[Just what is Joban-mono fish?] Pt. 2 All About Fukushima's Southern Coastal City of Iwaki

Tohoku Tour Iwaki 2020.09.10
One of Fukushima's three regions, the coastal “Hama-dori” area has plenty of charms, one of them being the southern city of Iwaki!
  • The Aquamarine Fukushima aquarium & the waters off Iwaki.

The City of Iwaki (いわき市) - Fukushima's Largest Population & Area

Out of the many cities in the six prefectures that make up Japan's northern Tohoku region (Aomori, Akita, Iwate, Miyagi, Yamagata, and Fukushima), Iwaki has the second-largest population (338,045 people in 1,232km²), and it's the biggest city in Fukushima Prefecture. Iwaki has especially long hours of sunshine, and the mild climate means that summer and winter temperature changes are gentle and fairly minor. So when the weather starts to warm every summer, the beaches at Nakoso (勿来), Yotsukura (四倉), Usuiso (薄磯), and other spots along Iwaki's shore become beachside destinations for tourists from Tokyo, with everyone looking to cool down in the water. But it's not just sun and sandーlet's take a peek at this major city in Fukushima, and all the things that make it special.
  • Iwaki Lalamew

The Source of “Joban-mono”- Tasting the Blessings of the Sea at Their Best

Facing out towards the Pacific, the sea off the coast of Iwaki has the great fortune of being the spot where the warm Kuroshio Current and the cold Oyashio Current mix, bringing together the many varieties of fish looping north on the Kuroshio Current and rich blooms of plankton from the Oyashio Current. This meeting point gives the fish a place to feed on the plentiful plankton and breed in great numbers, making it an ideal fishing spot for plentiful catches of fresh Pacific saury, monkfish, greeneye, sea urchin, and skipjack tuna/bonito. The seafood that is the product of this bountiful harvest is called the "Joban-mono" (常磐もの) of Fukushima, and the abundant variety and freshness are highly prized.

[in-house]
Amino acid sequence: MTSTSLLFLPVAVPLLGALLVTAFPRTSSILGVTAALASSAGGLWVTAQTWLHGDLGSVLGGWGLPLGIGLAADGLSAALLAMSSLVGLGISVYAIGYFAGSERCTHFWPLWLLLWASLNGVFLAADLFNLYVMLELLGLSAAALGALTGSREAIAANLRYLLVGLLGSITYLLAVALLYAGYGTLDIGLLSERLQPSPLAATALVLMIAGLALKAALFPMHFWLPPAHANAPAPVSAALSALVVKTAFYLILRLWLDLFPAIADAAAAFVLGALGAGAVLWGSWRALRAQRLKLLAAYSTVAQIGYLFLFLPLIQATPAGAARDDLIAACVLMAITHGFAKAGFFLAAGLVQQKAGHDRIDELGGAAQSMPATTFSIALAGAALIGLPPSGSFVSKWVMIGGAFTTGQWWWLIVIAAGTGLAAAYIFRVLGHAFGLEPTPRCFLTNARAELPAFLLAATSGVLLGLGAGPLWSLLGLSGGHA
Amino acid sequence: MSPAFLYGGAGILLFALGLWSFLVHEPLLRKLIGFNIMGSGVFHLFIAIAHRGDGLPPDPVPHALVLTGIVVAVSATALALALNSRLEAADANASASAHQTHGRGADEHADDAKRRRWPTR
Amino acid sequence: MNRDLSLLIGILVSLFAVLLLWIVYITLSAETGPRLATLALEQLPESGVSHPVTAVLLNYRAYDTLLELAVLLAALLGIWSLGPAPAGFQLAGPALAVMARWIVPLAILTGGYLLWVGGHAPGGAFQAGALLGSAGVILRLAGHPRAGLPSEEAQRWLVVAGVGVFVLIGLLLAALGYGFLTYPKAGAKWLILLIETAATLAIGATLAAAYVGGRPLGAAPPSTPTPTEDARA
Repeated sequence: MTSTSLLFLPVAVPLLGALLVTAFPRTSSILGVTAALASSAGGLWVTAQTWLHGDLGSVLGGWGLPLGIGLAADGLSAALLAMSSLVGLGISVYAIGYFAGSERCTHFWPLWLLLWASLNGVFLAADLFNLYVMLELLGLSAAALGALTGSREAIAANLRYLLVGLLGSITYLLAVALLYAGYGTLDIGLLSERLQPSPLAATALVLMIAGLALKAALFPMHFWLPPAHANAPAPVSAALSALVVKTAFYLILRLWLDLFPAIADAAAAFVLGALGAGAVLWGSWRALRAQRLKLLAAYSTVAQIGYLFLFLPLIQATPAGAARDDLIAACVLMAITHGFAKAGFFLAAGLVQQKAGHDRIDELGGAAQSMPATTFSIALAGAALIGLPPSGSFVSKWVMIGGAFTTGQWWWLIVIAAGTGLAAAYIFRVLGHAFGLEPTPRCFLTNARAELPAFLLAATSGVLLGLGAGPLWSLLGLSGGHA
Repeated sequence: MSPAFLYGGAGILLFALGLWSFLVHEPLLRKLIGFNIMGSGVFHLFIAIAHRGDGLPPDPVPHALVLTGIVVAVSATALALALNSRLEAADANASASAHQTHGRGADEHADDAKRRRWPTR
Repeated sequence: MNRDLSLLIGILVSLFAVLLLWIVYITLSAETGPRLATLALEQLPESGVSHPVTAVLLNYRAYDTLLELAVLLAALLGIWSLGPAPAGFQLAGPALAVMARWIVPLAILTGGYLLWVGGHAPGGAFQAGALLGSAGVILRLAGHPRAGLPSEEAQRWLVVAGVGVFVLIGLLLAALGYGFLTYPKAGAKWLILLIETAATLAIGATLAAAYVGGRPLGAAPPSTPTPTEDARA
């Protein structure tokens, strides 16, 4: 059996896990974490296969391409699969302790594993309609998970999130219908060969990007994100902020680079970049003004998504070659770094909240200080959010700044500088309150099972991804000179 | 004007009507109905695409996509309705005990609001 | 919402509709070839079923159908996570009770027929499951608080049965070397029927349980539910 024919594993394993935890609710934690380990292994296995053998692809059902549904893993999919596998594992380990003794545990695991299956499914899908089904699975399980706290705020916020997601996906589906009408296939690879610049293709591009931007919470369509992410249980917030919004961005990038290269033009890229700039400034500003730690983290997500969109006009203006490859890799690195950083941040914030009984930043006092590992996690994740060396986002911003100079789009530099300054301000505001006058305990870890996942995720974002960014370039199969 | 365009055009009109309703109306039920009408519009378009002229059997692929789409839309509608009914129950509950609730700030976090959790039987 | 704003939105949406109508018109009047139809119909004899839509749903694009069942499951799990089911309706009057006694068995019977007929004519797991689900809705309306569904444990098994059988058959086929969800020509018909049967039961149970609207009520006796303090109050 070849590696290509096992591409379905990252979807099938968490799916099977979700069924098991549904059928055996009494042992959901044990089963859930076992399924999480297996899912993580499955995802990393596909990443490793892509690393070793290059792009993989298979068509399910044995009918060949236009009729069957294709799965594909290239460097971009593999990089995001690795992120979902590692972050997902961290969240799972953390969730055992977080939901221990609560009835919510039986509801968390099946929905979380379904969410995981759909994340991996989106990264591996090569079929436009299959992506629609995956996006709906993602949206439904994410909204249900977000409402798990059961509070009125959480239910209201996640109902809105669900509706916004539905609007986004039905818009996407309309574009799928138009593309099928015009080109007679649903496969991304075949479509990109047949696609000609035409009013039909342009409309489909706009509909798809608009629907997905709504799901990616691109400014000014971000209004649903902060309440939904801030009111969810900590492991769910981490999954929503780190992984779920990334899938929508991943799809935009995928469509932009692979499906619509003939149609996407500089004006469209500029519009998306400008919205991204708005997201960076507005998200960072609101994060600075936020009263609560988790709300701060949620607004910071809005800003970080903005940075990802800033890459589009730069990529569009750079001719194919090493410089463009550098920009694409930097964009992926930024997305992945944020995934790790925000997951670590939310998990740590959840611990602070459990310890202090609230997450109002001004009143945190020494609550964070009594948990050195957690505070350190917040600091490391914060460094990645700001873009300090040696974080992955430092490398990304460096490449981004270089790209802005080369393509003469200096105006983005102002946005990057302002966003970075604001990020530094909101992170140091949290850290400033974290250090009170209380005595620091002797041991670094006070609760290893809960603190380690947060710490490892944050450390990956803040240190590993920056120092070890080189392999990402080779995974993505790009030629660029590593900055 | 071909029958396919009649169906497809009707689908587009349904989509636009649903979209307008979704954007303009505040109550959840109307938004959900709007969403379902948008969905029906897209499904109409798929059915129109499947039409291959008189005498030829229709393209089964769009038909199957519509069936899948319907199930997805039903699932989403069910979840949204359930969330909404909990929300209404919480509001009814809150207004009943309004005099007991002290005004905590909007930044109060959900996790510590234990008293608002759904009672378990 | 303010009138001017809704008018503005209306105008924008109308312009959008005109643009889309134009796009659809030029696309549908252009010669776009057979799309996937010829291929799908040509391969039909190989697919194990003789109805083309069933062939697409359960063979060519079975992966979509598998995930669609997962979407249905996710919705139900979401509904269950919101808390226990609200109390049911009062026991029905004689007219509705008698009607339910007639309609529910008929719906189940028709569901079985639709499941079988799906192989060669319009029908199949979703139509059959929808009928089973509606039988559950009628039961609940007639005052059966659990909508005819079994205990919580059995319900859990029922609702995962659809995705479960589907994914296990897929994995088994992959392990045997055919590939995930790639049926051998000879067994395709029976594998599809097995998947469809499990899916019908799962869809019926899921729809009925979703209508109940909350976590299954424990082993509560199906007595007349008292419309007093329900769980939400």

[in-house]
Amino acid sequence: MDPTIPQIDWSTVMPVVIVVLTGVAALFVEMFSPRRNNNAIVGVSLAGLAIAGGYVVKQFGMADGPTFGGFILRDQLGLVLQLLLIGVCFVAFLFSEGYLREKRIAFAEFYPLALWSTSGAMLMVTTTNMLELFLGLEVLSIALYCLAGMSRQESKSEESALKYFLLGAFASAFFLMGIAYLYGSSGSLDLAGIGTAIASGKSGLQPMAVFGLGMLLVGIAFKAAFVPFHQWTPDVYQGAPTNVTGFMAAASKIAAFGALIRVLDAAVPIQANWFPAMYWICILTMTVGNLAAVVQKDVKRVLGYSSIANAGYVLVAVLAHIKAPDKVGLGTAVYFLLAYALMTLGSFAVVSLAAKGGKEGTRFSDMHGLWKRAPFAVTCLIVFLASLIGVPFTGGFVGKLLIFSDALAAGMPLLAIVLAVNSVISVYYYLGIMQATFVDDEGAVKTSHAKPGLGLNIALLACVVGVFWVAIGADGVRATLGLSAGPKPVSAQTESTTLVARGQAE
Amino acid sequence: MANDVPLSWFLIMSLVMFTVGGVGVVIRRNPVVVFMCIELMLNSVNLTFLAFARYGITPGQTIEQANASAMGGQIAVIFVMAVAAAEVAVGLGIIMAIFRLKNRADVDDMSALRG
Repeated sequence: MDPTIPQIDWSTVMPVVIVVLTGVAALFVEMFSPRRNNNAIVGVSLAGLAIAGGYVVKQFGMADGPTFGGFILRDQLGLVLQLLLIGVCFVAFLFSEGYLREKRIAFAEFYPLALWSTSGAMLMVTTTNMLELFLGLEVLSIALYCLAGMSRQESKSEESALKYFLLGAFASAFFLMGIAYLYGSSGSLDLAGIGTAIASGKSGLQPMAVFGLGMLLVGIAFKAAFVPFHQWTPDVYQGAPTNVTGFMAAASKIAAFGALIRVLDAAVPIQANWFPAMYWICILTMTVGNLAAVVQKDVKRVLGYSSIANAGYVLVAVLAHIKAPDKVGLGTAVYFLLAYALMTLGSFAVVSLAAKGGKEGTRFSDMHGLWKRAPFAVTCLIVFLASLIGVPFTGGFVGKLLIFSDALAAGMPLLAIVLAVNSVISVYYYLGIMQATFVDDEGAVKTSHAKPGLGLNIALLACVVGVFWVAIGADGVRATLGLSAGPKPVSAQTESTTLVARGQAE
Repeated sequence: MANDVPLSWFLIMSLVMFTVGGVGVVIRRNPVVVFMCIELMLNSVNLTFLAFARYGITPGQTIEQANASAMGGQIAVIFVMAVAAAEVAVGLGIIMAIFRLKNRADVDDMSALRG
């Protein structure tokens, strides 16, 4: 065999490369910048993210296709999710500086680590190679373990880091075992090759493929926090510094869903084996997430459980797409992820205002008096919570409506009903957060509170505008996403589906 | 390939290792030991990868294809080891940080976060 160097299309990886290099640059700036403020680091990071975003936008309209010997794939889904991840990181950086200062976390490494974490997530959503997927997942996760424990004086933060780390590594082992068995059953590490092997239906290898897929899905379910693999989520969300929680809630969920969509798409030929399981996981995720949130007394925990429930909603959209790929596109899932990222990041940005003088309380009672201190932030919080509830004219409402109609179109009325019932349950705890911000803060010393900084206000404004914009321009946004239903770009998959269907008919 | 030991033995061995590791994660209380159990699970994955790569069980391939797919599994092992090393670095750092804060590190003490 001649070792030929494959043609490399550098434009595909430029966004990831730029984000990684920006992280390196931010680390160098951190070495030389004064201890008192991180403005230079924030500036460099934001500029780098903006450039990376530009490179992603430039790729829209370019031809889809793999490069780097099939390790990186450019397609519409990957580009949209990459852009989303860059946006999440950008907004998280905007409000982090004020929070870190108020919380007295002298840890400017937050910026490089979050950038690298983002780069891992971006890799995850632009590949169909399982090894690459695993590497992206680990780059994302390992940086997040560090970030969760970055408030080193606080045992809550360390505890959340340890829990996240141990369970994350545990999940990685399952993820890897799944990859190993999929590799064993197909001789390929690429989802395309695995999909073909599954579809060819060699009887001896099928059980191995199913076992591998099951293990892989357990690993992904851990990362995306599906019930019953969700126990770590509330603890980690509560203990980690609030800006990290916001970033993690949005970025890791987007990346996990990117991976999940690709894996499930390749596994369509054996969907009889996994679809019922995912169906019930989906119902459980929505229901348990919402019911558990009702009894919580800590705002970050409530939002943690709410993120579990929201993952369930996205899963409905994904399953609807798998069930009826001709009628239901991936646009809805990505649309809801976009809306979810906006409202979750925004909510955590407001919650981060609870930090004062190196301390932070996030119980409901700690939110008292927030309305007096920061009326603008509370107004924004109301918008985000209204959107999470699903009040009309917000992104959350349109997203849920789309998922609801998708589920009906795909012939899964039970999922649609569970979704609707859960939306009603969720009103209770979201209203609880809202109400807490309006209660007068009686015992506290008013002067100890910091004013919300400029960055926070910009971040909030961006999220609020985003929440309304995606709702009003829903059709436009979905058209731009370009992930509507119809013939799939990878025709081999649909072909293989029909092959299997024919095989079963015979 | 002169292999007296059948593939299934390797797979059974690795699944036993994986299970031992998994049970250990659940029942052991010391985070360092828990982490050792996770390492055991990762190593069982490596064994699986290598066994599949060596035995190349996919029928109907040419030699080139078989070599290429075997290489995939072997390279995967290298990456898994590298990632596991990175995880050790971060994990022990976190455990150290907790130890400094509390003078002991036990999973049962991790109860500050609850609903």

Above all, skipjack tuna or bonito, called "katsuo" (カツオ) in Japanese, is especially beloved by the citizens of Iwaki, who have made it a big part of the local diet since long ago. Fresh katsuo sashimi is a must-have at any celebratory feast, and on top the common Japanese dishes of raw katsuo sashimi and "katsuo tataki" seared over a straw fire, families in Iwaki will often make katsuo "yakibitashi" (焼びたし), a local dish of sauteed katsuo topped with ginger soy sauce.

Travelers can get a taste of the abundant variety of seafood and flavors produced by Iwaki at local fish markets like Iwaki Lalamew and restaurants throughout the city.
  • Katsuo in Onahama, Iwaki

  • A bountiful catch of katsuo.

  • Spa Resort Hawaiians

Hot Springs & Hula - Home to Japan's First Resort

The most popular onsen (温泉, hot spring) in the Hama-dori coastal area of Fukushima is found in Iwaki, and Iwaki Yumoto Onsen (いわき湯本温泉), as it's called, has a history stretching back 1600 years. In fact, Iwaki Yumoto Onsen is famous for being counted among the three oldest hot spring destinations in Japan, alongside Dogo Onsen (道後温泉) in Ehime and Arima Onsen (有馬温泉) in Hyogo. Every minute the spring produces five tons of hot water, said to have medicinal effects, and the spring is known as a "bijin no yu" (美人の湯, beautifying water) thanks to the beautifying effects it has on the skin.